Death Proof (2007)

Director:  Quentin Tarantino
Cast:  Kurt RussellZoë BellRosario Dawson
Plot:  Two separate groups of voluptuous women are stalked at different times by a scarred stuntman who uses his "death proof" cars to execute his murderous plans.

Genre:  Action / Thriller
Awards:  Nom. for Palme d'Or (Cannes)
Runtime:  113min
Rating:  R21 for graphic violence and gore, strong profanity, and sensuality.

There are generally two kinds of 'sick' filmmakers - one without talent like Eli Roth (Hostel), the other with immense ability such as Quentin Tarantino (Reservoir Dogs, Pulp Fiction). Both groups have a similar obsession - glorifying graphic violence and gore. 

When a film like Death Proof comes out, the natural tendency is to go "Not another one of those again!" But a household name like Tarantino can change perceptions; anyway what can go wrong with a Tarantino film?

In Death Proof, the filmmakers decide to scare the hearts out of viewers with just two basic characters - a stuntcar and a psychotic stuntman played by Kurt Russell, who’s a menace throughout his relatively short screen time. 

What's worth the admission ticket is the execution of the car stunts; to say that it's incredible is an understatement. Never has metal grinding, and screaming engines sound so sweet to the ears, especially to those with a fetish for cars.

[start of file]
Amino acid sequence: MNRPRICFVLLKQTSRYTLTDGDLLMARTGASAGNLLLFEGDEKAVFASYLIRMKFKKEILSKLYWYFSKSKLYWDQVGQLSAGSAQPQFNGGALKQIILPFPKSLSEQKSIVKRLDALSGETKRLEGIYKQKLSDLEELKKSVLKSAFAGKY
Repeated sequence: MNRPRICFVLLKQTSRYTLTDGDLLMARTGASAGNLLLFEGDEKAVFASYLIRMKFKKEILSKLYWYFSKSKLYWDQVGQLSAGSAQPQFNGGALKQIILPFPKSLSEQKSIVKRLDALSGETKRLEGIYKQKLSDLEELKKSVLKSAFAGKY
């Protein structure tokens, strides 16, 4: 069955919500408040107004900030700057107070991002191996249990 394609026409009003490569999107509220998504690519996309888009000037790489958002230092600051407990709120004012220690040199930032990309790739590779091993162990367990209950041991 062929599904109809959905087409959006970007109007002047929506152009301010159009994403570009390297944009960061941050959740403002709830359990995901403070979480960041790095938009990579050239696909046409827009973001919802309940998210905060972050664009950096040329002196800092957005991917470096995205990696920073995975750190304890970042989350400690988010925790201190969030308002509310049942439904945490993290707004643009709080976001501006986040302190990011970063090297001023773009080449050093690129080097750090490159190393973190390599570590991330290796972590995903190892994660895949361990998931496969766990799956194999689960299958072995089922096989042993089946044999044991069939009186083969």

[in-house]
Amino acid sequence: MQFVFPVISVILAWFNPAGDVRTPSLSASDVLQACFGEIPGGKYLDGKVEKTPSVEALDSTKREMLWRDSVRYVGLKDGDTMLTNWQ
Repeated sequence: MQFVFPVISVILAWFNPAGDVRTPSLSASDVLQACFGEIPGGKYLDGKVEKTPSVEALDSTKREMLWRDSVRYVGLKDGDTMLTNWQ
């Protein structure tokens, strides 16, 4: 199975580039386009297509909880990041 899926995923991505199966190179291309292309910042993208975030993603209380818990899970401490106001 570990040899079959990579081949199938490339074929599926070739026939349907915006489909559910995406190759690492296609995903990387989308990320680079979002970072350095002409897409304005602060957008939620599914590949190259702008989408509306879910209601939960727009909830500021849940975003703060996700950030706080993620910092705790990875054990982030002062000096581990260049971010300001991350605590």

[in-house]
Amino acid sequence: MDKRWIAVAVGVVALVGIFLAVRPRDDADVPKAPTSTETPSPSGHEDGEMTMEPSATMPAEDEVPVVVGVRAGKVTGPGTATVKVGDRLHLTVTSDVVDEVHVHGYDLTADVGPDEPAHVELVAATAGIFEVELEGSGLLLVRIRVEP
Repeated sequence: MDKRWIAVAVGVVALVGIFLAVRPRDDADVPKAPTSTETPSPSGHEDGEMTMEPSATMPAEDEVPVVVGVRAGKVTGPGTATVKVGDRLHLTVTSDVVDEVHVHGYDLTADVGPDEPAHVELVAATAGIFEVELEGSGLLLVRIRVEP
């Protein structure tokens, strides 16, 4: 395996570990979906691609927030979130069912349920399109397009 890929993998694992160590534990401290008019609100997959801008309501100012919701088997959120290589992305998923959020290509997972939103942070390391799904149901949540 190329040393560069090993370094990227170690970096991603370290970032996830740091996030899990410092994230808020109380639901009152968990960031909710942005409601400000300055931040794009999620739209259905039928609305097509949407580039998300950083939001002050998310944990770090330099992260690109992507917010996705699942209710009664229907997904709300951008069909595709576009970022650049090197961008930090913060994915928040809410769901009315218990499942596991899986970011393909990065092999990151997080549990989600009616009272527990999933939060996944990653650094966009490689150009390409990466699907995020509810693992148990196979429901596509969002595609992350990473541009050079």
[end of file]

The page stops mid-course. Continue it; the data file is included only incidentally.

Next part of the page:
The flaw of Death Proof lies in the unnecessarily long-winded (and mundane) dialogue that the women in the film engage in. It doesn't quite aid in character development, neither does it intentionally serve the film well. It breaks the flow, cuts the tension, and somehow spoils what Tarantino wants to achieve - a horror chiller. 

Death Proof is part of a double feature under the 'Grindhouse' tag, the other being Robert Rodriquez's Planet Terror. For selfish economic gains, theaters in Singapore have made a grievous mistake in showing both separately (after all, Grindhouse features in the 1970s and 1980s were screened back-to-back). 

Death Proof is not Tarantino at the height of his power. He occasionally loses his focus, but he redeems himself with outrageously good car chase sequences, and real jaw-dropping stuntwork that's sorely missing in today's CG-laden films.


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